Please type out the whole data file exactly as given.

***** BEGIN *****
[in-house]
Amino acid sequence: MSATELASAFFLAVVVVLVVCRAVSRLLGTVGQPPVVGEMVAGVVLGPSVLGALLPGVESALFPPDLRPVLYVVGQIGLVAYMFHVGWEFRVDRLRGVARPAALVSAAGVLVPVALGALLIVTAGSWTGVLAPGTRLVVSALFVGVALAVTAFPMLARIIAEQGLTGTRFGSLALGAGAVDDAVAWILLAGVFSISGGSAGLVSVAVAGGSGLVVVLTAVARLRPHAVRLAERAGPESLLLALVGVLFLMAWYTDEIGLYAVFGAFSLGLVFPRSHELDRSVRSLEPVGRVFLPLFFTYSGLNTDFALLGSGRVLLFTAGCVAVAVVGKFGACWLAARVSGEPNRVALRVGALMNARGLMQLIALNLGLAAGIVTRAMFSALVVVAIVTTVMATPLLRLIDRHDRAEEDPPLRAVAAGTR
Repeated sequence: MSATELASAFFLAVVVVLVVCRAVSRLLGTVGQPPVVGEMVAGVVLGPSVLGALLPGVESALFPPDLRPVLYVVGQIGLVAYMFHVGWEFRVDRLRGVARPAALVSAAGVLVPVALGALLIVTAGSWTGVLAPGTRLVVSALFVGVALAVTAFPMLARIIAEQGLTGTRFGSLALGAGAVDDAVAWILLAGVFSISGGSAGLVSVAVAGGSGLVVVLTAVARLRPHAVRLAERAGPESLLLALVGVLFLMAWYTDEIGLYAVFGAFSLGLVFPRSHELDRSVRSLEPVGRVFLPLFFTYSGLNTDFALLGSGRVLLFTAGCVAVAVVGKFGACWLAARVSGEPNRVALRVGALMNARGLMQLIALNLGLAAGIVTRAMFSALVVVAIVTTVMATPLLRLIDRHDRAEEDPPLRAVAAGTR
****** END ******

[in-house]
Amino acid sequence: MSATELASAFFLAVVVVLVVCRAVSRLLGTVGQPPVVGEMVAGVVLGPSVLGALLPGVESALFPPDLRPVLYVVGQIGLVAYMFHVGWEFRVDRLRGVARPAALVSAAGVLVPVALGALLIVTAGSWTGVLAPGTRLVVSALFVGVALAVTAFPMLARIIAEQGLTGTRFGSLALGAGAVDDAVAWILLAGVFSISGGSAGLVSVAVAGGSGLVVVLTAVARLRPHAVRLAERAGPESLLLALVGVLFLMAWYTDEIGLYAVFGAFSLGLVFPRSHELDRSVRSLEPVGRVFLPLFFTYSGLNTDFALLGSGRVLLFTAGCVAVAVVGKFGACWLAARVSGEPNRVALRVGALMNARGLMQLIALNLGLAAGIVTRAMFSALVVVAIVTTVMATPLLRLIDRHDRAEEDPPLRAVAAGTR
Repeated sequence: MSATELASAFFLAVVVVLVVCRAVSRLLGTVGQPPVVGEMVAGVVLGPSVLGALLPGVESALFPPDLRPVLYVVGQIGLVAYMFHVGWEFRVDRLRGVARPAALVSAAGVLVPVALGALLIVTAGSWTGVLAPGTRLVVSALFVGVALAVTAFPMLARIIAEQGLTGTRFGSLALGAGAVDDAVAWILLAGVFSISGGSAGLVSVAVAGGSGLVVVLTAVARLRPHAVRLAERAGPESLLLALVGVLFLMAWYTDEIGLYAVFGAFSLGLVFPRSHELDRSVRSLEPVGRVFLPLFFTYSGLNTDFALLGSGRVLLFTAGCVAVAVVGKFGACWLAARVSGEPNRVALRVGALMNARGLMQLIALNLGLAAGIVTRAMFSALVVVAIVTTVMATPLLRLIDRHDRAEEDPPLRAVAAGTR